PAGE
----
Playing Home again - James Debono

Zminijietna Harga Ottubru – Dicembru 2008

For the past decade European Social Democratic parties have been playing "away" facing the attack of the rightwing which was riding on the wave of deregulation. Their only defence was joining the attack on working people's conditions and accepting the virtues of deregulated markets.

Now that social democratic parties can play home as the deregulation myth has been exposed for what it is, they appear more disoriented than ever and risk scoring own goals on their own home turf. As the right wing accepts state intervention to save capitalism, the left
wing is unable to mobilise support for state intervention to alleviate
living conditions for the common people. The left is now in the position to rehabilitate the role of the state as an actor in the economy without any fear that it will dismantle those market
mechanisms which create wealth and prosperity. 
What's sure is that the left should learn the lesson; that of sticking to its ground. Yes principles have to be adjusted and constantly redefined to new and changing realities but not abandoned. And that also applies to other issues like the defence of civil liberties,
multiculturalism and European integration. The left will never win the battle against the far right if it panders to the same sentiments.
Joining the attack on the most vulnerable is not just immoral but a recipe for the break up of the social fabric. By playing on the far right's turf the left will end up playing away on away territory where the right will always win.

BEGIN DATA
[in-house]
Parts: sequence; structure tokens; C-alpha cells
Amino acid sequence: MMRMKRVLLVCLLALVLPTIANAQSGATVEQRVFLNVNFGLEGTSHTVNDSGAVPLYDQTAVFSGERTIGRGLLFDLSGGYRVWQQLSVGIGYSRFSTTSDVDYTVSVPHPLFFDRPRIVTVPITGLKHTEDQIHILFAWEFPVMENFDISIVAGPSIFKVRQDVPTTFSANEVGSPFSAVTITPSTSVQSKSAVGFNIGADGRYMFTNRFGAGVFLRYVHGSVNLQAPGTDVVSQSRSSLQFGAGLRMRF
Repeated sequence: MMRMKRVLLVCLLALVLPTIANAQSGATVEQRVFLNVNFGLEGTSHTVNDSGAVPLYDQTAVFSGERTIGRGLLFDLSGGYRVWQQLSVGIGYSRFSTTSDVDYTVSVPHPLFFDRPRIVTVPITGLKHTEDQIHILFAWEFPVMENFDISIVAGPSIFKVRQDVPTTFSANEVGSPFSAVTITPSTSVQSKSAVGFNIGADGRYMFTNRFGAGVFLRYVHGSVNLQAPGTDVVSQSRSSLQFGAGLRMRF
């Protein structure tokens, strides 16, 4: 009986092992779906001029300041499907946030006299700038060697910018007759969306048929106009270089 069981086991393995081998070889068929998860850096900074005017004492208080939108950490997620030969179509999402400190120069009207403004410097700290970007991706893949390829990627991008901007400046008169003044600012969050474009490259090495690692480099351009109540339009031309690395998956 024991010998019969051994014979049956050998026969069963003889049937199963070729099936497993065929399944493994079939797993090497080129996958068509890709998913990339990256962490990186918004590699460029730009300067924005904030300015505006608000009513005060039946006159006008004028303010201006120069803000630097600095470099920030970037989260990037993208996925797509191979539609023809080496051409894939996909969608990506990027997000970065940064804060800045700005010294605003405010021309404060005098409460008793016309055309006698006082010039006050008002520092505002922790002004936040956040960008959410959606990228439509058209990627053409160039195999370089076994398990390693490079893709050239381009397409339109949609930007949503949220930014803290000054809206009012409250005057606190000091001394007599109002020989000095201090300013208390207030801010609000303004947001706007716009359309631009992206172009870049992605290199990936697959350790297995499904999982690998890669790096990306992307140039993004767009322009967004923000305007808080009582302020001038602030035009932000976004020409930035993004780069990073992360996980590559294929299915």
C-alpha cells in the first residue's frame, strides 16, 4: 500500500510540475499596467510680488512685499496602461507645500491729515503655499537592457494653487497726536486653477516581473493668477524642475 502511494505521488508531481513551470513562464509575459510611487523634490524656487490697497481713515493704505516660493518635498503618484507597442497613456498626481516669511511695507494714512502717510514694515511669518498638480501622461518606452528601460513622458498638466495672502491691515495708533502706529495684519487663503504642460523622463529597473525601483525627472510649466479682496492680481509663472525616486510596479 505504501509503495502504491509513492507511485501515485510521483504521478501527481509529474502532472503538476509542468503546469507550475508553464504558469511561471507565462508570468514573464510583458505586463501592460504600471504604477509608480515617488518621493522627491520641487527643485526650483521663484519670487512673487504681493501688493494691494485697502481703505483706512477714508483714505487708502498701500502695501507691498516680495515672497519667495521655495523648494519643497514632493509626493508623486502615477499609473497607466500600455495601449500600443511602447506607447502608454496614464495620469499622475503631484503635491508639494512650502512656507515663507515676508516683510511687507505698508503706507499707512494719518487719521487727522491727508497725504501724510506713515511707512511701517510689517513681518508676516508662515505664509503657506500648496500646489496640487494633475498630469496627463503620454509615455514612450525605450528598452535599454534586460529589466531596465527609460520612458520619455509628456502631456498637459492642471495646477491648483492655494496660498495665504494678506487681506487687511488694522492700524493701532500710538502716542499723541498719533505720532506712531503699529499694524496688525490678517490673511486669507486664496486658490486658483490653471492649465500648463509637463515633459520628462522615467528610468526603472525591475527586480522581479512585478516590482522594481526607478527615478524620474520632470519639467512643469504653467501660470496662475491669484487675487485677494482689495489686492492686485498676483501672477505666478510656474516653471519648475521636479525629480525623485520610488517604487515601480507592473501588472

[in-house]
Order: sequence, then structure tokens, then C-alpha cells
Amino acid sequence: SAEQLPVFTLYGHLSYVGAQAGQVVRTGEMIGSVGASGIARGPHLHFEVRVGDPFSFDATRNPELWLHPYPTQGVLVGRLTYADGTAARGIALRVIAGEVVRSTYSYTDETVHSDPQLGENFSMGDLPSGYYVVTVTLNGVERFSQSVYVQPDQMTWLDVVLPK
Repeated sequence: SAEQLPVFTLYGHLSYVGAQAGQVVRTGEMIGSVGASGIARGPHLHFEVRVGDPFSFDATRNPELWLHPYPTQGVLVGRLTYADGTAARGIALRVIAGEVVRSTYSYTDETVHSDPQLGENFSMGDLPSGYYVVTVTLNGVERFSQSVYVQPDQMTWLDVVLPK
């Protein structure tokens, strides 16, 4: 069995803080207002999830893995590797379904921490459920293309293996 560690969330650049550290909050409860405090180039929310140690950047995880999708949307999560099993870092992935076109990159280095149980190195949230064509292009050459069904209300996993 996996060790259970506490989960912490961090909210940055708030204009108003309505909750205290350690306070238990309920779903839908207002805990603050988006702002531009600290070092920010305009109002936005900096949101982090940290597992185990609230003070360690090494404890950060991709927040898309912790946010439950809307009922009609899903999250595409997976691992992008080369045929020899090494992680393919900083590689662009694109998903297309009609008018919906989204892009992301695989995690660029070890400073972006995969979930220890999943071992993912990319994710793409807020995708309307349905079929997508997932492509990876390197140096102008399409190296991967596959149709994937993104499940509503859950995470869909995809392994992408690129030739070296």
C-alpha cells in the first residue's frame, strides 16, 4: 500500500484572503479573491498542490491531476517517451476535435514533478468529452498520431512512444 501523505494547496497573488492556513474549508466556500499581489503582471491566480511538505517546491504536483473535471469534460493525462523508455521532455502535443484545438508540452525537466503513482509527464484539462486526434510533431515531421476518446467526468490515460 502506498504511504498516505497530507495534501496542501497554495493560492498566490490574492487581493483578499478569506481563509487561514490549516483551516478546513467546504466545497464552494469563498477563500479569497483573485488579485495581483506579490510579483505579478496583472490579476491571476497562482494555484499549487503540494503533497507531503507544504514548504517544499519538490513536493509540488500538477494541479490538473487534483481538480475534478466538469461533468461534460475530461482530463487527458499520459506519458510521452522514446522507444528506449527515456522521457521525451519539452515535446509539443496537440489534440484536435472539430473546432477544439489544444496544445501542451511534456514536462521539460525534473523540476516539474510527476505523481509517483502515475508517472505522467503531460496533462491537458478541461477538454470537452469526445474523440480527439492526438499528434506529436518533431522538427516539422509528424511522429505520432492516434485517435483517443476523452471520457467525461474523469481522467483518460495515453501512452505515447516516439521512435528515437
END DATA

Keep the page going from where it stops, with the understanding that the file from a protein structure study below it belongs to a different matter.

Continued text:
What we need now is to redefine multiculturalism, set in motion instruments of dialogue and inclusion, and redefine the concept of nationhood around the notion of active citizenship and shared democratic values rather than blood and soil. Pandering to the right's law and order xenophobic discourse has failed in France, Italy and Austria.

But neither is retreating to the liberal elite enclave an option. The challenge is to present populist policies centered around the need for
more security.  But to do so the left has to refine and widen the meaning of security. Yes the left can articulate an alternative discourse of security which is no monopoly of the right. I would propose the following points:
1) Security from deregulated markets which could impoverish everyone in a single blow.
2) Security from contamination by Nuclear power, GM foods, electro magnetic pollution and other threats to public health.
3) Security from the break up of the social fabric through an active
   integration policy and a new sense of nationhood redefined as loyalty to democratic and pluralistic values.
4) Security from unilateral foreign policies which unleash dangerous wars which make our world unstable through more European integration and a democratisation of the UN.
5) Security from poverty through the institution of basic income (with
   pensions being the first to be reformed along this line)
6) Security from the commodification of basic public services which should be reliable, accountable, and in public hands.
7) Security from invasive and arbitrary violations of privacy by both state and corporate interests.
8) Security from all fundamentalisms which breed terror through the
   uncompromising defence of secular values which should be the basis of a redefined nationhood.
9) A secure environment for small and sustainable self-run businesses and cooperatives to flourish and create wealth.

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